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Illustration: Lazaro Gamio/Axios
Fed Chair Powell has done his part to deflate the very strong U.S. dollar. Powell announced in December that he could feel the market and at last month's policy meeting announced his plans for the central bank to stop with the 50 B's by year-end.
Still, the dollar has continued to rise.
What's happening: Analysts and fund managers had largely expected the dollar to weaken this year as other central banks initiated quantitative tightening and stimulus from the 2017 U.S. tax cuts and spending increases lost their impact.
What they're saying: But other central banks have followed Powell's lead in reversing the QT trend, and political dysfunction and economic malaise are keeping the greenback bid, John Doyle, vice president of dealing and trading at Tempus Inc., tells Axios.
Despite having complained as recently as March 2 that the dollar is too strong, President Trump may also be to blame for the continued strength, says Douglas Borthwick, managing partner at Makro Intelligence.
Treasury Secretary Steven Mnuchin said on Saturday that the U.S. will insist measures to prevent currency devaluations be included in future trade deals.
There's also a general flight to safety that pushes traders to buy dollars in times of economic stress. But it may be playing out in new and unexpected ways.
The intrigue: The New York Times' Binyamin Applebaum writes that foreign demand for $100 bills has surged even as the domestic use of dollars has declined.
"The number of $100 bills in circulation roughly doubled between 2008 and 2017, and experts estimate a vast majority are in foreign hands."
Between the lines, per NYT: One possible reason is that the $100 bill "is the preferred currency for illegal transactions: gambling, drug deals, sales of weapons."
Emerging markets continue to be a favored trade for investors, but may run into a strong headwind if the the dollar continues to strengthen.
EM debt and equities outperformed the U.S. and developed markets for much of this year and in the fourth quarter of 2018, driving billions of dollars of inflows, including the highest foreign inflows to Chinese assets on record to start the year.
Yes, but: Investors generally agree that the value of the dollar puts a ceiling on EM's gains because many emerging countries hold substantial dollar-denominated debt. A strengthening greenback not only makes paying back debt more expensive, it also puts pressure on EM central banks to raise rates, weighing on growth and spending.
Investors salivating over the upcoming IPOs of the LUA stocks (Lyft, Uber, Airbnb) may soon find these companies facing an onslaught of regulatory battles.
What it means: Uber has been banned outright in multiple countries and a number of U.S. cities and states, and faces partial bans in others as local governments seek to mollify taxi drivers and other unions. Lyft and Uber may also face restrictions like advertising bans, as has been proposed in Los Angeles.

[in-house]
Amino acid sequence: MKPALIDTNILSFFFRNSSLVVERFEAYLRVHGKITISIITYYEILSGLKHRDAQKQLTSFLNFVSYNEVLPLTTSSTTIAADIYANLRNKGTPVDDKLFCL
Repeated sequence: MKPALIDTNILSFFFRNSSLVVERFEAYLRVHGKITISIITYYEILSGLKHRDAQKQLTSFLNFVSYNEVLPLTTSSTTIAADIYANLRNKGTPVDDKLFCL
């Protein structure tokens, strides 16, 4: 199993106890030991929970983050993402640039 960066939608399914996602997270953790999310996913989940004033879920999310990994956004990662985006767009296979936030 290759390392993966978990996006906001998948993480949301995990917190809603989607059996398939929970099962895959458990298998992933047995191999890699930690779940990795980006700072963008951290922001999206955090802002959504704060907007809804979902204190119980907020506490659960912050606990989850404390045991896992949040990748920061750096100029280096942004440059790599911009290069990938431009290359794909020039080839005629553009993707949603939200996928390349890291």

The big picture: The biggest battle may be coming for Airbnb, which is taking on the hotel industry as well as a growing chorus of angry residents who don't want vacation rentals in their neighborhoods.
The New York Times' Tariro Mzezewa reports that recently Miami has cracked down on Airbnb renters, going so far as to kick them out of what are technically illegal short-term rentals in the middle of their stays.
The cops are being called by local residents who are sick of "the seemingly endless sound of suitcases rolling ... at all hours."
The bottom line: In addition to the legal costs and headaches of having to battle cities like New York and Miami that are cracking down on listings, this could end up being a major image problem for Airbnb right as it tries to woo investors for an IPO.
Consumer-driven stocks are leading the way in the market rebound since the S&P 500's Christmas Eve selloff.
What's happening: As Nicholas Colas, co-founder of research firm DataTrek, points out, many of this year's best performing stocks are "simply the names that got really clobbered" in December's sell-off.
The U.S. will account for the largest share of global oil production increases over the next 5 years, according to an International Energy Agency report released Monday.
Why it matters: Axios' Ben Geman reports that it's the latest sign analysts see room for growth in the fracking-driven U.S. boom, even after years of surging output with mixed financial returns.
By the numbers: IEA's latest half-decade forecast sees the U.S. accounting for roughly 70% of the increase in global production growth, noting the U.S. "continues to dominate supply growth in the medium term."
Other key sources of global oil supply growth over the next half-decade include Brazil, Iraq, and Guyana, where ExxonMobil and partners plan to bring some huge offshore finds into production in coming years.
The big picture: The study sees worldwide industry investment in finding and developing new supplies growing for the third straight year, but with a twist.
The intrigue: IEA also sees an inflection point in the shale patch. The world's largest energy companies, including Exxon, BP and Chevron, are playing a bigger role in the arena once dominated by independent companies. Also, some of those independents are tapping the brakes on their spending levels.
Add it all up and...
"2019 might be the first year where investment growth in shale assets passes from independents to big oil companies. This is a remarkable change for a sector which has hitherto been dominated by smaller operators," IEA said.
But, but, but: Count IEA among the mix of forecasters — both government and private — who have underestimated the extent of U.S. growth. Consider that last year's version of the annual report saw total U.S. crude production reaching around 12 million barrels per day in 2021. Turns out the country's crude output has hit that threshold already.